My husband's people are from Alabama - the central part, and we travel there quite often to see them. You can hardly set foot in the state without being drawn into the Southerness of, well, everything!
When we go, I like to read Southern-themed books and one of my absolute favorites is the classic "To Kill A Mockingbird!" Harper Lee captured a piece of Southern history that is timeless and her characters are ones who are familiar to us as members of our own families.
|Monroe County Courthouse - the inspiration for the "courtroom" scene.|
One of my favorite memories of "reading" the book is on a Alabama trip with our four sons. The two oldest boys were junior high aged and the other two a little younger, so we decided to tackle a couple of the summer "required" reading books on tape as we traveled. One of those was "To Kill A Mockingbird." The set I found was 8 hours long, and we started it thinking that the boys would soon fall asleep as they listened. As soon as it got real quiet in the back, I reached over to turn the tape off and I hear "Hey, turn that back on, we were listening to that!" I looked back, and sure enough all four boys were wide-awake and interested!! So we listened to the entire story rolling down the road and a great family memory was made!
So, with all the hullabaloo surrounding the new book, "Go Set A Watchman," I thought it might be good to revisit "TKAM" to refresh my poor swiss-cheese mind with the story.
About The Book:
Harper Lee's Pulitzer prize-winning masterwork of honor and injustice in the deep south—and the heroism of one man in the face of blind and violent hatred.
One of the best-loved stories of all time, To Kill a Mockingbird has been translated into more than forty languages, sold more than thirty million copies worldwide, served as the basis for an enormously popular motion picture, and was voted one of the best novels of the twentieth century by librarians across the country.
A gripping, heart-wrenching, and wholly remarkable tale of coming-of-age in a South poisoned by virulent prejudice, it views a world of great beauty and savage inequities through the eyes of a young girl, as her father-a crusading local lawyer-risks everything to defend a black man unjustly accused of a terrible crime.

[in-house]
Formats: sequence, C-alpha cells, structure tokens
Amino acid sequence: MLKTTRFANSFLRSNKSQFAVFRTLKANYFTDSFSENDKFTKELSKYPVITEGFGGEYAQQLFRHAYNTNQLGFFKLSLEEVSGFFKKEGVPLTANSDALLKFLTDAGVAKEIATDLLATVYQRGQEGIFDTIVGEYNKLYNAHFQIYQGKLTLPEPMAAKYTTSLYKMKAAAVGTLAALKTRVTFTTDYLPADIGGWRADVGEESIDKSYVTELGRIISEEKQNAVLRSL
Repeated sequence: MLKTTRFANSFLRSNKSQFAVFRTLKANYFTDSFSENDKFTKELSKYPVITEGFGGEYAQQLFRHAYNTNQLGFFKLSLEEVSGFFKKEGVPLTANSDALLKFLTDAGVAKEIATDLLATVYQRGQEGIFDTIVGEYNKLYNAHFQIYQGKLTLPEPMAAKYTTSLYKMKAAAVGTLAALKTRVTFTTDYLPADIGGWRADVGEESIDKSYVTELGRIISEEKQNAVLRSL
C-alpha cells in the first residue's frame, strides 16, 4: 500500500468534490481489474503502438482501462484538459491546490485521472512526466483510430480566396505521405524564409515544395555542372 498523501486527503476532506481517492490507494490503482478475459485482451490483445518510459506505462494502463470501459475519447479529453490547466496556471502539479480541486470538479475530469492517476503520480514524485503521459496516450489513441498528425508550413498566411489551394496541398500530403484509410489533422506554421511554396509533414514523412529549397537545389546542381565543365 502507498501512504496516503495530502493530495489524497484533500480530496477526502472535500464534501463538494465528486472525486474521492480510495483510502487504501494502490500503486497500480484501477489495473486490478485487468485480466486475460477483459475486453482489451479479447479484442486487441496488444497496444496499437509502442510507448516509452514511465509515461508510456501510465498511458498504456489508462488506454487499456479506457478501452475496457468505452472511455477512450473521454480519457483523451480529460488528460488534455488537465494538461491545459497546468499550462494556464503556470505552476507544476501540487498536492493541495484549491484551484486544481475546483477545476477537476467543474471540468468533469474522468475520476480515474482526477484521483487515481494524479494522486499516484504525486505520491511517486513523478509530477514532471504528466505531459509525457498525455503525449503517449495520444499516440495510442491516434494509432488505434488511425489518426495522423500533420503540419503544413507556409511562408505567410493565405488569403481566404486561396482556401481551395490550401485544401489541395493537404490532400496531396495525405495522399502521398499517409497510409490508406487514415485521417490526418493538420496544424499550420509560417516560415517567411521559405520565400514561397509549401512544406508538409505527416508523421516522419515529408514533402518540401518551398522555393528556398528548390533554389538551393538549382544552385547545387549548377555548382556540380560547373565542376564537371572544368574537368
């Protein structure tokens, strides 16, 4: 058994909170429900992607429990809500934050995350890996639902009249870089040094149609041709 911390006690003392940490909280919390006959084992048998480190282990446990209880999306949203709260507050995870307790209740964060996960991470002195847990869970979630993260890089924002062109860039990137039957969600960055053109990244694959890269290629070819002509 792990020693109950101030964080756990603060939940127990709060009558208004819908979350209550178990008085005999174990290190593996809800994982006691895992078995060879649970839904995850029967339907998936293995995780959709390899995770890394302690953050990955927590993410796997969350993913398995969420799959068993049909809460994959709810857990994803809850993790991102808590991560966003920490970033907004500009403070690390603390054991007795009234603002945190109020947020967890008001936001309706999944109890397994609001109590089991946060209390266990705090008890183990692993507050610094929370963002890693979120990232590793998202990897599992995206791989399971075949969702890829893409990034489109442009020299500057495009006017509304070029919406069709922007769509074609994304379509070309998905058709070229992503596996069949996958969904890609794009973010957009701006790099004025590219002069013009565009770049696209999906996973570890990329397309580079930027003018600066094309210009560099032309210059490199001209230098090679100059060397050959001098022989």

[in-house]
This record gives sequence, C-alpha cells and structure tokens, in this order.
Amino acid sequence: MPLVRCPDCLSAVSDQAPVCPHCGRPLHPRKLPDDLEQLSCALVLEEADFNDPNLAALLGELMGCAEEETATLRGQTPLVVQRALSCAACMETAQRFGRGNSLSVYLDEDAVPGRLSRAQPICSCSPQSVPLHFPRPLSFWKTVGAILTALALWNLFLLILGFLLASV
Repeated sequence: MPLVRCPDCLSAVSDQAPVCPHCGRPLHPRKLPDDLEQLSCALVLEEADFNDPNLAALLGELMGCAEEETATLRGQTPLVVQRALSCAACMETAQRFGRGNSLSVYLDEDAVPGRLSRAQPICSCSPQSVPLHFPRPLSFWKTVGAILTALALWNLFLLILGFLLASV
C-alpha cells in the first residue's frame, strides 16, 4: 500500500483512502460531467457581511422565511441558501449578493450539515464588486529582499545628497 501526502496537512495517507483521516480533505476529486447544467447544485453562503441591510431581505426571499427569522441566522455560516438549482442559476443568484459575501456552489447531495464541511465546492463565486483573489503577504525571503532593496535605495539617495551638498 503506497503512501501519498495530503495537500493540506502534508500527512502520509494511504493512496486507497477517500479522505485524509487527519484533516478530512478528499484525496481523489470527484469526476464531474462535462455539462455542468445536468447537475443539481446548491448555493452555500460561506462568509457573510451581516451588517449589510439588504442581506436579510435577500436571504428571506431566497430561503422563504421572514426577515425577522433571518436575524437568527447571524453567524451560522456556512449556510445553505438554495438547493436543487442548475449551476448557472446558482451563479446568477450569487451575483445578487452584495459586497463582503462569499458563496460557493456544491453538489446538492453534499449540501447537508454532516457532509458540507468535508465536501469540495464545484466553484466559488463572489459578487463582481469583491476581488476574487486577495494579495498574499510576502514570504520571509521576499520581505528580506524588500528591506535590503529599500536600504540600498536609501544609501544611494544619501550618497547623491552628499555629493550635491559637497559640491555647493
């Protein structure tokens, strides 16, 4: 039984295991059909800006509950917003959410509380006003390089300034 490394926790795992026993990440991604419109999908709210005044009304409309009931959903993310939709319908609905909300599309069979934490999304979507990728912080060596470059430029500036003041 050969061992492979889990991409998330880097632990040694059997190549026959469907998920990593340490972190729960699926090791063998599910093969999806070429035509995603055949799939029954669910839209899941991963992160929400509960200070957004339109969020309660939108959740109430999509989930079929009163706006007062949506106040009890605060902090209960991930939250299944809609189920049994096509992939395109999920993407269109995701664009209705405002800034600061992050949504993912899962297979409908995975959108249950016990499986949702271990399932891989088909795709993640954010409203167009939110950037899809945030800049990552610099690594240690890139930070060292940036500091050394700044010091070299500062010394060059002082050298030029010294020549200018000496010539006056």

It is so easy to get lost in the lyrical prose found in "To Kill A Mockingbird." Harper Lee draws her readers into the story of Scout Finch and her family and one summer that changed all of their lives forever. The characters are memorable - who doesn't wish for a Southern gentleman like Atticus, and who hasn't known a feisty little girl like Scout or a brave boy like Jem.
But for me, it's the descriptions of the people, the town, the atmosphere that makes this novel such a wonderful experience to read. Yes, there is the violence of the central story as well as the realism of the difficulties of the times, but overall this is a tale that will remain memorable for all time.
It's a great book for adults, but young readers will enjoy it as well. It's no wonder that this book has sold millions of copies, has been translated into scores of languages and is a part of nearly every student's required reading.
About The Author:
Nelle Harper Lee is known for her Pulitzer Prize-winning novel To Kill a Mockingbird, her only major work. In 1999, it was voted "Best Novel of the Century" in a poll by Library Journal. Ms. Lee was awarded the Presidential Medal of Freedom for her contribution to literature in 2007. Her father was a lawyer who served in the Alabama state legislature from 1926 to 1938.
As a child, Lee was a tomboy and enjoyed the friendship of her schoolmate, Truman Capote. After completing To Kill a Mockingbird, Lee accompanied Capote to Holcomb, Kansas, to assist him in researching his bestselling book, In Cold Blood. Since publication of To Kill a Mockingbird, Lee has granted very few requests for interviews or public appearances. (courtesy of Amazon.com)
This book is a part of my personal library. I was not compensated for my opinion.